Lawless Southern Libya Turns into a Haven for al-Qaeda

1759
Al Qaeda in the Magreb (AQIM) is regaining strength at its new bases in the Libyan Saharan Desert, after being chased out from Mali by the French.
While al Qaeda is growing its presence in the Libyan Sahara, it was the clashes between rival tribesmen and the seizing of the nearby military airbase at Libya's southern city of Sabha triggered the military to intervene.  Photo: AFP
While al Qaeda is growing its presence in the Libyan Sahara, it was the clashes between rival tribesmen and the seizing of the nearby military airbase at Libya’s southern city of Sabha triggered the military to intervene. Photo: AFP

Libyan war planes attacked targets in south-central area of Libya on Saturday (January 18, 2014) after gunmen stormed and seized the Tamahind air force base outside Sabha, 770 km (480 miles) south of the capital Tripoli. At least 15 people have been killed in clashes between two tribes in Libya’s south, between al-Tabw tribe and the Awlad Soliman tribe. While the violence was sparked by the killing of a guard for the city’s military leader, media reports indicated the growing influence of al-Qaeda in the Islamic Maghreb (AQIM) branch in the region. The group has established a haven in the borderless southern Libya, after French and West African forces drove them out of their fledgling Islamic state in northern Mali a year ago. Following the attack the Libyan government ordered ground troops to be sent south.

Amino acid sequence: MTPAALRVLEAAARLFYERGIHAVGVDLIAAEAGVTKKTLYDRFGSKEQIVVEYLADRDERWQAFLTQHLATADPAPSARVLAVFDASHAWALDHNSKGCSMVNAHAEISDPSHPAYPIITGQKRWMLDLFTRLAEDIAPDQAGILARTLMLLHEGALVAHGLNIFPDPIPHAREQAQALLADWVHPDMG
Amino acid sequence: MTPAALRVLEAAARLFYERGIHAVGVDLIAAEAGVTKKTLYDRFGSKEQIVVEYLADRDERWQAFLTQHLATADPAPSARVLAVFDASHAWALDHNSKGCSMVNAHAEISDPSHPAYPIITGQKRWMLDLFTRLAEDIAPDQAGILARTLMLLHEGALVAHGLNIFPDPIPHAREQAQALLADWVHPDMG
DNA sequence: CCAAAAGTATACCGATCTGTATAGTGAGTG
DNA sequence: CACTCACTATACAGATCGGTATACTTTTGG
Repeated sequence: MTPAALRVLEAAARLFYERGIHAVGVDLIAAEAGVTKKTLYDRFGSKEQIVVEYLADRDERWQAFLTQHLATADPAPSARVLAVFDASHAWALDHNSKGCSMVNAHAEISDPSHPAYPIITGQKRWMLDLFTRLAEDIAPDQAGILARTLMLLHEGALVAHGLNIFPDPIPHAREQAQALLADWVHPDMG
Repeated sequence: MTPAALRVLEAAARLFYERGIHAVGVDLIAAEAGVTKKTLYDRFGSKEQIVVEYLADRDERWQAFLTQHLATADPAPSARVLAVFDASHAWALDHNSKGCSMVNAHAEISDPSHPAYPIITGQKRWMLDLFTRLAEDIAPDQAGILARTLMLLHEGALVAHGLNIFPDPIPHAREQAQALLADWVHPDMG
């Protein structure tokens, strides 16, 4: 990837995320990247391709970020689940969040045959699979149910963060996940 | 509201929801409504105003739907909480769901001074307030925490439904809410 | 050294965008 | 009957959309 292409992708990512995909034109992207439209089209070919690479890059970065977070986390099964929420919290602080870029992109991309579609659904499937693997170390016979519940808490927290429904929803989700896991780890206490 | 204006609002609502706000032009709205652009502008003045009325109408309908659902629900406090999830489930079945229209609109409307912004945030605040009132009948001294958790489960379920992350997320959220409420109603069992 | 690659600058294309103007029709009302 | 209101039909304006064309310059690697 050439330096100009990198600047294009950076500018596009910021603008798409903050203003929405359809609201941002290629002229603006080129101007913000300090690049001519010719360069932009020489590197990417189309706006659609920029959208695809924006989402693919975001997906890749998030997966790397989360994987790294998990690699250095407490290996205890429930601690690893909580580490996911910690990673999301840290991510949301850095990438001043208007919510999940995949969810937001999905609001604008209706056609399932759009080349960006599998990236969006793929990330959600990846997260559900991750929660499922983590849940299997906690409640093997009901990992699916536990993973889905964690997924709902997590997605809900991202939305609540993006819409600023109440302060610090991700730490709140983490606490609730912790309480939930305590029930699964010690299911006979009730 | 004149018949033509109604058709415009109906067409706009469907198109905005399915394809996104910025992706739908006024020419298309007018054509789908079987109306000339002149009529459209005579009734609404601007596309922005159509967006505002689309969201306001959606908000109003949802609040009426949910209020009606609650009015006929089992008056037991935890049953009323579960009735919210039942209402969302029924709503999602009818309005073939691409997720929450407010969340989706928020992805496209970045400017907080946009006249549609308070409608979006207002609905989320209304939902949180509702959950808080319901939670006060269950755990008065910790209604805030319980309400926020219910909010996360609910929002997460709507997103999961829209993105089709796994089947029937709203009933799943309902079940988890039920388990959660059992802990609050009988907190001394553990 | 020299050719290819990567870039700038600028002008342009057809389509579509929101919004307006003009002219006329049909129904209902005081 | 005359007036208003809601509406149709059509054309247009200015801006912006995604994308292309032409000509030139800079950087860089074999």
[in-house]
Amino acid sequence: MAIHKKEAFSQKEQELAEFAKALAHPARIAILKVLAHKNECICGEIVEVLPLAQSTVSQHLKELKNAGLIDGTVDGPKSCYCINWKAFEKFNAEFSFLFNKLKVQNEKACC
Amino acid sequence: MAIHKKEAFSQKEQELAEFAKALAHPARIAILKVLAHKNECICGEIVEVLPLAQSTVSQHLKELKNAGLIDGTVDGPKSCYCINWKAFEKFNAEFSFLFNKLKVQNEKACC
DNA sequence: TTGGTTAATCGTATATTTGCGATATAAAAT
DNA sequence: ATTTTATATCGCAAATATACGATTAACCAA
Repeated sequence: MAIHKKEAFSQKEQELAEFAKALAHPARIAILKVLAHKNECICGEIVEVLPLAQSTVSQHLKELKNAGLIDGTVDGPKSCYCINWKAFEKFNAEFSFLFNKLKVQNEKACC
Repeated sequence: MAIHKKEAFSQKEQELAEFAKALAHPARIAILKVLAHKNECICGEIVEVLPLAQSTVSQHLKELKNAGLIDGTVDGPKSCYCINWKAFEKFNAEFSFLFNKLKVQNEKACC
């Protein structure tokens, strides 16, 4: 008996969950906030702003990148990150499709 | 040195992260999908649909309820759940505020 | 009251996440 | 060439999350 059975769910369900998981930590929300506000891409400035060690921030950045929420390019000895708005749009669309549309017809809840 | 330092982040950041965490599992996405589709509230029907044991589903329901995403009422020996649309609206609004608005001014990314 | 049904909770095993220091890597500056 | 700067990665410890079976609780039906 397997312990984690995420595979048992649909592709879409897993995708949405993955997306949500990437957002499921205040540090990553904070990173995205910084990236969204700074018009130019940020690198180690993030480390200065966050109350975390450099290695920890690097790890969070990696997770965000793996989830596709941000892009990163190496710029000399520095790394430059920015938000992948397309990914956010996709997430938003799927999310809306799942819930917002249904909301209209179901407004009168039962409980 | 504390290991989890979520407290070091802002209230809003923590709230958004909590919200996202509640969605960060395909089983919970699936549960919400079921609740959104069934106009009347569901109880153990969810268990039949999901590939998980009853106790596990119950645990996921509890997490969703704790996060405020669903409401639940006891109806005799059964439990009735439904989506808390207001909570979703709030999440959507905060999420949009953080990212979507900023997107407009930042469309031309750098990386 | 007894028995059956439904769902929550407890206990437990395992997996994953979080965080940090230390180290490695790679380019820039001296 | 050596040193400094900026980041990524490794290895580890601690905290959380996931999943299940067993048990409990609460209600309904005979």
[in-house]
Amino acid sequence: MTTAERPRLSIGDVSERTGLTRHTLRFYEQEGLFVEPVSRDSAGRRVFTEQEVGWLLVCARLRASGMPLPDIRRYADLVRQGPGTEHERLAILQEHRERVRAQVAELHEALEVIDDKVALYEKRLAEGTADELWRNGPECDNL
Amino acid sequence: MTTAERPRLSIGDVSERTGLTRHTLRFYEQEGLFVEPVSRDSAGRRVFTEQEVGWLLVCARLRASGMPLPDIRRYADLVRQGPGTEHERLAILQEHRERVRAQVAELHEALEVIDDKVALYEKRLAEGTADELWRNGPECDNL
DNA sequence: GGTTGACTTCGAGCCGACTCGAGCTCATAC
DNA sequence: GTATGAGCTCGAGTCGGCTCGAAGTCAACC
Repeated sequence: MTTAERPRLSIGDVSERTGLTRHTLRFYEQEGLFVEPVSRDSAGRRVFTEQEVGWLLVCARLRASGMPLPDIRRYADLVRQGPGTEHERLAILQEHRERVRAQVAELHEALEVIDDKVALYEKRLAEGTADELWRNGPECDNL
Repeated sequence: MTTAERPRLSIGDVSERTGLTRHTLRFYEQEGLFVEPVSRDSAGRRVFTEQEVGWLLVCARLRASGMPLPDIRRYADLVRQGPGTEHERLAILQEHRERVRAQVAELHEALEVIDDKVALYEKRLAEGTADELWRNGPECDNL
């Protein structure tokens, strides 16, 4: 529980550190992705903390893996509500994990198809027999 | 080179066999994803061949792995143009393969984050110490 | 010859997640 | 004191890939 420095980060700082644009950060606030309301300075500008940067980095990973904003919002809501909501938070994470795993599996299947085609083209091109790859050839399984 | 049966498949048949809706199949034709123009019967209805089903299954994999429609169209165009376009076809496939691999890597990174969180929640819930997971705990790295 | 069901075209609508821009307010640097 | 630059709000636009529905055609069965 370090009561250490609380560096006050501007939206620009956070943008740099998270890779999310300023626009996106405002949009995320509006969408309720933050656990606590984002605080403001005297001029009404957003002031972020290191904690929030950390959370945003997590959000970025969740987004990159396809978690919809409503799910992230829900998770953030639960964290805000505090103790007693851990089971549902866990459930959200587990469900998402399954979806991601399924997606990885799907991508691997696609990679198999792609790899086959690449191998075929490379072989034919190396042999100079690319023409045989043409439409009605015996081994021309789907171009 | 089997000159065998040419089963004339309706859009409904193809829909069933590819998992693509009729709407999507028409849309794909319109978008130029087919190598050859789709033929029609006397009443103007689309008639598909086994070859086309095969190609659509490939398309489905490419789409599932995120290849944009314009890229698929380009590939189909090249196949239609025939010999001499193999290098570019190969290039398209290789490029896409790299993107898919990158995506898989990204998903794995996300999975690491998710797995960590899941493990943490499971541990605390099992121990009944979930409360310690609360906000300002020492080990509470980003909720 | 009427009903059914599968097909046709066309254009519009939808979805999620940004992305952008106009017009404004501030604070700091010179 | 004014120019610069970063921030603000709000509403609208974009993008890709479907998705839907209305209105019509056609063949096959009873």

Prime Minister Ali Zeidan went on national television to announce he had ordered troops to be sent to the south following the attack on the base. Defence Ministry spokesman Abdul-Raziq al-Shabahi said later that government forces had regained control of the base after air strikes. “The situation in the south … opened a chance for some criminals … loyal to the Gaddafi regime to exploit this and to attack the Tamahind air force base,” Shabahi said. After Zeidan’s announcement, the General National Congress (GNC) assembly voted to put the army on general alert, state news agency Lana and a deputy said. In Tripoli, security forces were also been put on maximum alert, a security spokesman said.

Following the collapse of the Qaddafi regime in 2011 Libya has turned into a weapons smuggling route for al Qaeda in sub-Saharan countries, and an arms supply corridor to the Palestinians in Gaza and for Islamist fighters heading to Syria. Originally identified with anti-Qadafi rebels during the 2011 conflict, AQIM is building up links with like-minded jihadists in northern Libya, especially in eastern coastal cities such as Derna and Benghazi. AQIM has also established ties with militant groups in Nigeria, and preparing for new attacks on Western targets. The group is also eying regrouping against Northern Mali, once the French contingent leaves the area.